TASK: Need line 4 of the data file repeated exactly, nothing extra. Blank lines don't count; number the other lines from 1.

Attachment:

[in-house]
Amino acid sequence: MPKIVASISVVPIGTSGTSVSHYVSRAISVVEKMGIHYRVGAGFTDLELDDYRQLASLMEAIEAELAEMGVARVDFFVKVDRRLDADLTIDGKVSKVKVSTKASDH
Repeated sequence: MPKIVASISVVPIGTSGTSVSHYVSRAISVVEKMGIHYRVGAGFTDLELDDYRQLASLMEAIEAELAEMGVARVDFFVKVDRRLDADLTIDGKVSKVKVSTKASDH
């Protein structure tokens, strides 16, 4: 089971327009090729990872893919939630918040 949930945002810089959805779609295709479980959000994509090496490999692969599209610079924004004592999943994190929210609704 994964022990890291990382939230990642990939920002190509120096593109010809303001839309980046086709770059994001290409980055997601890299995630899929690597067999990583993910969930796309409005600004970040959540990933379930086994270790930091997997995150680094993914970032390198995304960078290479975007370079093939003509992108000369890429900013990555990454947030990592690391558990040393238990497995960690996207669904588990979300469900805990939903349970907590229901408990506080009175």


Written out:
């Protein structure tokens, strides 16, 4: 089971327009090729990872893919939630918040 949930945002810089959805779609295709479980959000994509090496490999692969599209610079924004004592999943994190929210609704 994964022990890291990382939230990642990939920002190509120096593109010809303001839309980046086709770059994001290409980055997601890299995630899929690597067999990583993910969930796309409005600004970040959540990933379930086994270790930091997997995150680094993914970032390198995304960078290479975007370079093939003509992108000369890429900013990555990454947030990592690391558990040393238990497995960690996207669904588990979300469900805990939903349970907590229901408990506080009175």